Black newspapers have played an important role in the history of America by providing a voice for African Americans who were not allowed to speak in other media at that time. Additionally, they often cover social issues relevant to blacks that go unreported by white media at that time.
Today, only eight black newspapers are still published in the United States. Out of these, seven are weekly papers and one is daily. No black newspaper has ever failed during its entire existence.
Each year, thousands of people across the United States celebrate Black History Month by reading or viewing something related to African Americans. This activity is called "reading aloud" or "viewing together". People usually read articles from books written by African Americans or view movies about their lives.
Reading Aloud occurs during the last week of February each year.
Philadelphia Tribune. The Philadelphia Tribune is the nation's oldest continually published newspaper representing the African-American experience, with a long history of development and advocacy that closely matches the nation's civil rights accomplishments. It was founded by Thomas Franklin Jr., who bought an advertisement in August 1836 to promote the sale of his book, An Account of the Life of Frederick Douglass. The paper began publication on October 2, 1835.
A decade later, in 1845, the paper changed its name to the Pennsylvania Freeman after passage of the Emancipation Proclamation by President James Madison. In 1847, the paper switched back to the Philadelphia Tribune when it resumed publication under that name. In 1951, the paper changed its name for the last time to the Black Panther to more accurately reflect its political stance. Today, the Black Panther reports on local news, features articles on issues affecting blacks across the country, and publishes special editions for many events relating to black culture.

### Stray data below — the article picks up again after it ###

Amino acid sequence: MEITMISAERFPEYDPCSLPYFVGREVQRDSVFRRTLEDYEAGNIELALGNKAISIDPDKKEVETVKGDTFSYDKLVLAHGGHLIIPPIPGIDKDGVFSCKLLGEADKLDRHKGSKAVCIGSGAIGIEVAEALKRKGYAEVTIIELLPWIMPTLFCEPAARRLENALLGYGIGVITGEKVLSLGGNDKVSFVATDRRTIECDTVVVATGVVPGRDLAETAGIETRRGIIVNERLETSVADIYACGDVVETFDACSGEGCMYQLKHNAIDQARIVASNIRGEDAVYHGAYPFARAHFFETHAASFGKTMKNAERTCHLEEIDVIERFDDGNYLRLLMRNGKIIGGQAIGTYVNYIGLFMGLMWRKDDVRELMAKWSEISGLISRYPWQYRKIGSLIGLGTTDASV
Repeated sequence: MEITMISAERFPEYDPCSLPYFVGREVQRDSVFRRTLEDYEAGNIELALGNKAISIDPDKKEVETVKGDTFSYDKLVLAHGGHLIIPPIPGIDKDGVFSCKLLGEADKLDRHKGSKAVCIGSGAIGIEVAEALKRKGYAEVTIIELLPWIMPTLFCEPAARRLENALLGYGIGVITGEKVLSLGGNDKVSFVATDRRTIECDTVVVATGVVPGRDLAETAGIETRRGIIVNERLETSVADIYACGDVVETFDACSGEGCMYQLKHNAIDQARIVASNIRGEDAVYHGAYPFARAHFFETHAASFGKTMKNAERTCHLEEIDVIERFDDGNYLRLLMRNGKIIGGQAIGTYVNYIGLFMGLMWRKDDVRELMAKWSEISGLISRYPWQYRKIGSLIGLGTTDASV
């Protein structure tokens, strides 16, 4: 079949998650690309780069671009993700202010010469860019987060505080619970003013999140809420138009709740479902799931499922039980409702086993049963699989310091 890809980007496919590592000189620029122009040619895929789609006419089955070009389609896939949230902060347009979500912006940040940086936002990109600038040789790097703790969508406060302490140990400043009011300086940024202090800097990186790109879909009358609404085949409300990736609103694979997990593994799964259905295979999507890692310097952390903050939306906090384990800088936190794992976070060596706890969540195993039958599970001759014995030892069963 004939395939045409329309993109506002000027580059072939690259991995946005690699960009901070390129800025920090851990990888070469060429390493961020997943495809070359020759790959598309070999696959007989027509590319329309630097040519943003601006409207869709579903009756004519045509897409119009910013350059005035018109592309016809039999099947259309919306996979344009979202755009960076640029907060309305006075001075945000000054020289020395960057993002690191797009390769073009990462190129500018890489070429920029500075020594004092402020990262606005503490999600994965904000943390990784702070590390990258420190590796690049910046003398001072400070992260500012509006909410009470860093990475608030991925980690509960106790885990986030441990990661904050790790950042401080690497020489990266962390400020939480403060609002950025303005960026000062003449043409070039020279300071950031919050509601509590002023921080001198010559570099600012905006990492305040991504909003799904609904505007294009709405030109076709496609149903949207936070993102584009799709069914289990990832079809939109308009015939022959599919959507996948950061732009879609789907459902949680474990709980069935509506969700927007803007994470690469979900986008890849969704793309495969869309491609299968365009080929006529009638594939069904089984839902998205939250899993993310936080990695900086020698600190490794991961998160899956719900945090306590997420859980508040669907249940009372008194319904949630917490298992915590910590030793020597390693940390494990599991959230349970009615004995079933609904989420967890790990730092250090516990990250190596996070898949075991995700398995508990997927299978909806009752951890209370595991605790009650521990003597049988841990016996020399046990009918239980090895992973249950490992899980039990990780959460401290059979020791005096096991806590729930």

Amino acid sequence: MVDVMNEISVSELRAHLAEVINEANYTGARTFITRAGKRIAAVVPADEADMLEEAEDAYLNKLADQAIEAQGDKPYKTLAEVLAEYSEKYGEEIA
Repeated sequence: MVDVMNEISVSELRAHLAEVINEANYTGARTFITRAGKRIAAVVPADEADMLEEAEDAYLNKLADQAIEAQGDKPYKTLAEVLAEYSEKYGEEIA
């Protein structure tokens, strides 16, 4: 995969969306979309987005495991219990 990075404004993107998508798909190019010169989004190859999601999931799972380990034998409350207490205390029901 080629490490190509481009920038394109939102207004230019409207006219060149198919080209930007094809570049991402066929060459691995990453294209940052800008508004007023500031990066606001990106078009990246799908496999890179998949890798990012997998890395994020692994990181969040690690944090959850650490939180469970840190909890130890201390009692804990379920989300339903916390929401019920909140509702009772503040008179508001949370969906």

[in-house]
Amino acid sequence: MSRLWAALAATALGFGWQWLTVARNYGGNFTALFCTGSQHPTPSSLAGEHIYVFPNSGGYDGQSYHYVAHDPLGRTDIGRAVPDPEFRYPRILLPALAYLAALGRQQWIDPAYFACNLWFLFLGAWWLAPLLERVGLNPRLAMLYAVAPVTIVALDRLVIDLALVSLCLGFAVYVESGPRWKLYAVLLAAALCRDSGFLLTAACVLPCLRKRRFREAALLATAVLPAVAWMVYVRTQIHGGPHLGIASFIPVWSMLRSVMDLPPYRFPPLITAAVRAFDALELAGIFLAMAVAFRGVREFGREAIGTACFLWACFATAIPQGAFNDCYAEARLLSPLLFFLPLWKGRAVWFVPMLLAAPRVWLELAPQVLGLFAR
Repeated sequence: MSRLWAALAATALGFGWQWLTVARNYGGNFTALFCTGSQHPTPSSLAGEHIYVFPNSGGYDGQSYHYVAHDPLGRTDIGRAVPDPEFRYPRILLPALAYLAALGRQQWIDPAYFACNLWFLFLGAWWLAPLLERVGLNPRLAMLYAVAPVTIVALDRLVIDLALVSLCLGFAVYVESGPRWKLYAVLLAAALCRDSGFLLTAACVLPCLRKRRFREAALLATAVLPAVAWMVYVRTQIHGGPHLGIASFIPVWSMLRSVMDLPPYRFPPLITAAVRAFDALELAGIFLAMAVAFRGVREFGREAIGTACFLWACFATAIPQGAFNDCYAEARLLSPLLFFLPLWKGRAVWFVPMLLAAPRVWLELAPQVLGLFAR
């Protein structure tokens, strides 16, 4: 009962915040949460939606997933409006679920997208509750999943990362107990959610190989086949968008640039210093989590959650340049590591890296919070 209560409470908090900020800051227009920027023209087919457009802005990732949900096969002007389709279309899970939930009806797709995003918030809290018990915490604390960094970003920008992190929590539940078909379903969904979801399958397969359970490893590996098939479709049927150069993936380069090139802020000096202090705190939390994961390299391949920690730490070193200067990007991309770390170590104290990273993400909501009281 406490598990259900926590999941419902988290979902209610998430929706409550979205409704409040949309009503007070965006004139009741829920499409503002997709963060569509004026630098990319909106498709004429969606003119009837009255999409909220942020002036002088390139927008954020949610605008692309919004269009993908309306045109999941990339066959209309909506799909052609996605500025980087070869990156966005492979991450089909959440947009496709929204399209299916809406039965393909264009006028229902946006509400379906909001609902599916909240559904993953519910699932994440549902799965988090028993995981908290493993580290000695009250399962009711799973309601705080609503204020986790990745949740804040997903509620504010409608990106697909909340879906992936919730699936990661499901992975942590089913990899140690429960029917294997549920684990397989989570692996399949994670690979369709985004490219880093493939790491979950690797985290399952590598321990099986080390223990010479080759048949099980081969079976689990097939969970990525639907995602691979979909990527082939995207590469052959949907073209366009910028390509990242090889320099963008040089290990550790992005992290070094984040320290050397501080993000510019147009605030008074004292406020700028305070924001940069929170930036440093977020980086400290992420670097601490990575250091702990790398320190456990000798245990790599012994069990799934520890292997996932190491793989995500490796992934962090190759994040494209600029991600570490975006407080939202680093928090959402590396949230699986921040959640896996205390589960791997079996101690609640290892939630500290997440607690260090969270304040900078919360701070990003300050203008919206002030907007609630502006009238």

The paper has had several owners over the years, but has been operated by the Hecht family since 1970. The Tribunes current circulation is approximately 30,000 copies printed daily and distributed primarily in Philadelphia's western suburbs including Pennsylvannia, New Jersey, Delaware, and Maryland.
As the first black editor and owner of a major daily newspaper, Robert C. Maynard paved the way for many other black journalists. He and his wife, journalist Nancy Hicks Maynard, co-founded and operated the Oakland Tribune newspaper. They were also active members of the civil rights movement. Mrs. Maynard died in 1991 at the age of 68; Mr. Maynard died two years later at the age of 70.
Robert C. Maynard was born on January 11, 1918 in Birmingham, Alabama. He graduated from Howard University with a bachelor's degree in journalism in 1940. The same year he started working as an editorial writer for the Chicago Defender, one of the largest African American newspapers at that time. In 1941, he became managing editor of that paper. Two years later, he moved to Oakland where he established himself as one of the leading black journalists of his time. He owned and edited the Oakland Tribune from 1961 to 1970 when he sold it to raise money for other projects. During that period, the paper had a circulation of more than 100,000 copies every day.
After leaving the paper, Mr. Maynard worked as a news analyst for NBC News from 1971 to 1975. Then he went back to school and got his master's degree in mass communications from Columbia University in New York City. Later on, he taught journalism at several universities including Stanford, California State University at Fresno and San Francisco State.